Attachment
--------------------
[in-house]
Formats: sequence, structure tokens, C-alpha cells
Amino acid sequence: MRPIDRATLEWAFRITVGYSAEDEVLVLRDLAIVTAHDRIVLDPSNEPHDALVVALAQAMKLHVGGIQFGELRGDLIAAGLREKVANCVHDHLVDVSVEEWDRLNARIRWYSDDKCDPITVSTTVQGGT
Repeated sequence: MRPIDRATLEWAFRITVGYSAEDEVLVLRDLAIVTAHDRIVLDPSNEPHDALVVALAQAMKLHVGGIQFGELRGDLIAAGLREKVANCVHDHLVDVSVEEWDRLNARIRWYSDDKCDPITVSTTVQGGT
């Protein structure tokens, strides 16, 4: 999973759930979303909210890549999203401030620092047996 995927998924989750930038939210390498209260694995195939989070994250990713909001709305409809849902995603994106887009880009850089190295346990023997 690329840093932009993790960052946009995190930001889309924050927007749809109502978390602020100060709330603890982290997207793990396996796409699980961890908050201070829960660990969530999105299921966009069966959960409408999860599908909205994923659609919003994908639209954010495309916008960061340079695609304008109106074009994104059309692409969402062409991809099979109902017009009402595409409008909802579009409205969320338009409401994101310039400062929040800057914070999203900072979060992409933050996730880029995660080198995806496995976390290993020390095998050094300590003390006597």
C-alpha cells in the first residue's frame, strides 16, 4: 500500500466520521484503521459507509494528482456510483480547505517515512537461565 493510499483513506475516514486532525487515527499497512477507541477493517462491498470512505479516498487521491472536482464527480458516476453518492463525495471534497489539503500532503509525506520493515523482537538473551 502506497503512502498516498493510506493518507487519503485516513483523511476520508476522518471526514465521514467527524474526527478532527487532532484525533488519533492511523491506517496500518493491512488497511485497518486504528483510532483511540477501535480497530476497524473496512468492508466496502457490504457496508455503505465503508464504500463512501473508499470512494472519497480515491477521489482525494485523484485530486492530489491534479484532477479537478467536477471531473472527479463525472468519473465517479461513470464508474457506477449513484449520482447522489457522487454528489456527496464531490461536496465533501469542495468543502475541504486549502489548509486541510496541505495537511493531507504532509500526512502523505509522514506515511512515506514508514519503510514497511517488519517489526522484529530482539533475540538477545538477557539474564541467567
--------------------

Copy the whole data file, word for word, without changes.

[in-house]
Formats: sequence, structure tokens, C-alpha cells
Amino acid sequence: MRPIDRATLEWAFRITVGYSAEDEVLVLRDLAIVTAHDRIVLDPSNEPHDALVVALAQAMKLHVGGIQFGELRGDLIAAGLREKVANCVHDHLVDVSVEEWDRLNARIRWYSDDKCDPITVSTTVQGGT
Repeated sequence: MRPIDRATLEWAFRITVGYSAEDEVLVLRDLAIVTAHDRIVLDPSNEPHDALVVALAQAMKLHVGGIQFGELRGDLIAAGLREKVANCVHDHLVDVSVEEWDRLNARIRWYSDDKCDPITVSTTVQGGT
């Protein structure tokens, strides 16, 4: 999973759930979303909210890549999203401030620092047996 995927998924989750930038939210390498209260694995195939989070994250990713909001709305409809849902995603994106887009880009850089190295346990023997 690329840093932009993790960052946009995190930001889309924050927007749809109502978390602020100060709330603890982290997207793990396996796409699980961890908050201070829960660990969530999105299921966009069966959960409408999860599908909205994923659609919003994908639209954010495309916008960061340079695609304008109106074009994104059309692409969402062409991809099979109902017009009402595409409008909802579009409205969320338009409401994101310039400062929040800057914070999203900072979060992409933050996730880029995660080198995806496995976390290993020390095998050094300590003390006597």
C-alpha cells in the first residue's frame, strides 16, 4: 500500500466520521484503521459507509494528482456510483480547505517515512537461565 493510499483513506475516514486532525487515527499497512477507541477493517462491498470512505479516498487521491472536482464527480458516476453518492463525495471534497489539503500532503509525506520493515523482537538473551 502506497503512502498516498493510506493518507487519503485516513483523511476520508476522518471526514465521514467527524474526527478532527487532532484525533488519533492511523491506517496500518493491512488497511485497518486504528483510532483511540477501535480497530476497524473496512468492508466496502457490504457496508455503505465503508464504500463512501473508499470512494472519497480515491477521489482525494485523484485530486492530489491534479484532477479537478467536477471531473472527479463525472468519473465517479461513470464508474457506477449513484449520482447522489457522487454528489456527496464531490461536496465533501469542495468543502475541504486549502489548509486541510496541505495537511493531507504532509500526512502523505509522514506515511512515506514508514519503510514497511517488519517489526522484529530482539533475540538477545538477557539474564541467567